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Indiana health chief expecting COVID-19 cases to increase as schools reopen

Indiana health chief expecting COVID-19 cases to increase as schools reopen

Indiana health chief expecting COVID-19 cases to increase as schools reopen

Dr. Kristina Box, the state health commissioner, speaks Wednesday at the Statehouse about the anticipated growth in COVID-19 cases due to schools reopening, and the steps the state is taking to minimize the number of infections.

The state's health commissioner acknowledged Wednesday reopening Indiana elementary and high schools for in-person instruction will assuredly lead to additional infections of the coronavirus.

But Dr. Kristina Box also is confident the number of new COVID-19 cases among students, teachers and parents can be minimized if Hoosier schools follow state safety guidance.

"I continue to believe that our schools can safely reopen by wearing masks, practicing social distancing and good hand washing, cohorting students, and ensuring that people who are sick, or are close contacts of someone with COVID, stay home," Box said.

"This does not mean that our schools will be free of COVID. What it means is that we all need to do everything possible to limit the spread of COVID."

In particular, Box pleaded with parents to keep their children home from school if they have tested positive for COVID-19, are symptomatic while awaiting a COVID-19 test result, or have been in close contact with another person who has tested positive for COVID-19.

"Parents, please make sure you're screening your children every day before they go to school. We're counting on you to help," Box said.

The state's health chief said a single case of COVID-19 in a school, or even an infected group of students attending all the same classes, is no reason to panic, or justification for shutting down an entire school building.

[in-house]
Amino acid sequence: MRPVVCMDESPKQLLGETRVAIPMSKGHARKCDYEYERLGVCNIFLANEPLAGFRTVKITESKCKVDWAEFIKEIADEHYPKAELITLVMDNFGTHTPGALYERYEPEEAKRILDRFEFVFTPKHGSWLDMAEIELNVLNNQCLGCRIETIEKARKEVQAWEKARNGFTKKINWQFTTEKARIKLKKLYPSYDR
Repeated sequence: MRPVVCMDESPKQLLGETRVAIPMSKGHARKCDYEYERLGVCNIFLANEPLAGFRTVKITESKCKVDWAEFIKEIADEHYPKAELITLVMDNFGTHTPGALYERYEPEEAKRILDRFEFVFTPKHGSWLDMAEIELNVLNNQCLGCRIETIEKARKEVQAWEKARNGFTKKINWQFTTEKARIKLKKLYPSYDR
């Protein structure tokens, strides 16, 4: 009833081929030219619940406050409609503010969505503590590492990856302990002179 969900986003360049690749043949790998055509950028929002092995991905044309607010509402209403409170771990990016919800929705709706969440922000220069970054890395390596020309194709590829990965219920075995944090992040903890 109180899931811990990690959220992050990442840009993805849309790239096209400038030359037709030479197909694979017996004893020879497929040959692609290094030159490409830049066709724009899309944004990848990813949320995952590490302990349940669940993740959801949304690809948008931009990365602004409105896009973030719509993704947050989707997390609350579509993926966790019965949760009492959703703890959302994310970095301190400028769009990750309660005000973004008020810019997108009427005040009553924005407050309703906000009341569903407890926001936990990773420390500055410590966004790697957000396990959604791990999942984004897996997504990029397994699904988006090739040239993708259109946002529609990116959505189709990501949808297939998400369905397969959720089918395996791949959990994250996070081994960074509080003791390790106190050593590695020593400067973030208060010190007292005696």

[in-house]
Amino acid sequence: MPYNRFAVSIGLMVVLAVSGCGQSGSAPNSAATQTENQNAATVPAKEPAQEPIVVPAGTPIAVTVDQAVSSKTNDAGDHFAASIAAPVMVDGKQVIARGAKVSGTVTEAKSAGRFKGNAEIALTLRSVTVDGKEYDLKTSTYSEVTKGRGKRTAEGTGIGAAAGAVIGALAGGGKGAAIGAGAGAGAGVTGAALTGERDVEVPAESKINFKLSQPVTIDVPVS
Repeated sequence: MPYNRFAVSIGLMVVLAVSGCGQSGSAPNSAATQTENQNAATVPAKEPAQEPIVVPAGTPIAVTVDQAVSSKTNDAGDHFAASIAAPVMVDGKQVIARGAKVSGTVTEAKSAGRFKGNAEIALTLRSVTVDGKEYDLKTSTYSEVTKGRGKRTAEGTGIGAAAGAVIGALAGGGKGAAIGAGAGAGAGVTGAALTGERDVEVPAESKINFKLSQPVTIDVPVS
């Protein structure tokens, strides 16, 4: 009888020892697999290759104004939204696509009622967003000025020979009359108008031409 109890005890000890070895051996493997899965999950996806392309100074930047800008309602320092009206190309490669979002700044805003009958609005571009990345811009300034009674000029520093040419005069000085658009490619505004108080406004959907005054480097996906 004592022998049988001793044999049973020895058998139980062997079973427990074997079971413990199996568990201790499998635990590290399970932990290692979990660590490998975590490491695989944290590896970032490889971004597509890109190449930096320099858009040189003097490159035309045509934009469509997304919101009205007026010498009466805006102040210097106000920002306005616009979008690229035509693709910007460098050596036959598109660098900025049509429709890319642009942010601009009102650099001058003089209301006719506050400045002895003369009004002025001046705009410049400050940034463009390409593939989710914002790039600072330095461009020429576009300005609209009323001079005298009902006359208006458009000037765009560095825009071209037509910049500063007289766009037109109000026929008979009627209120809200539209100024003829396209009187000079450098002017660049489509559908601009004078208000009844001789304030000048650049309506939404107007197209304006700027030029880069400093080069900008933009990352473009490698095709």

"Throughout this entire pandemic we have seen the increasing numbers of cases in our young people," Box said. "They're the ones that are out and probably not socially distanced, and they may be sharing a lot of different germs together in different ways, whether that's their e-cigarettes, God forbid, or a Solo cup with their diet pop in it, or other things that teenagers tend to share."

To that end, Box said schools with infected students should partner with their county health departments to limit the spread of the virus by reemphasizing the importance of mask wearing, social distancing, testing and hand hygiene.

"We will continue to develop guidance to help our schools through this unprecedented time so that students and teachers can have the best and safest learning experience possible," Box said.

As for shutting down in-person instruction, Box said there's no single metric for determining the right time to close schools.

For example, she said even though COVID-19 case numbers currently are higher than when schools were shuttered in the spring, the state now is more prepared to respond to the pandemic.

"We shut things down in March to prevent a surge that would overwhelm our health care system," Box said.

"That allowed us to build the needed infrastructure for testing, and secure the needed ICU (intensive care unit) beds, ventilators and PPE (personal protective equipment) to ensure our hospitals could manage the outbreak for the long term. We were successful in those efforts."

Box also told reporters she would be happy to implement an electronic public dashboard showing the number of COVID-19 cases in each school.

She cautioned, however, that will require developing a swift and accurate reporting system from schools to the state, along with protections to preserve student and teacher anonymity.

In the meantime, Box hopes parents or students who learn they are infected with COVID-19 will stay home from classes and alert their schools, so prevention measures can be taken.

"I would say there's some personal responsibility here, and that I hope every school has asked every family, every parent, every student to report immediately when they get that positive test result," Box said.

Gallery: How do NWI school reentry plans compare?

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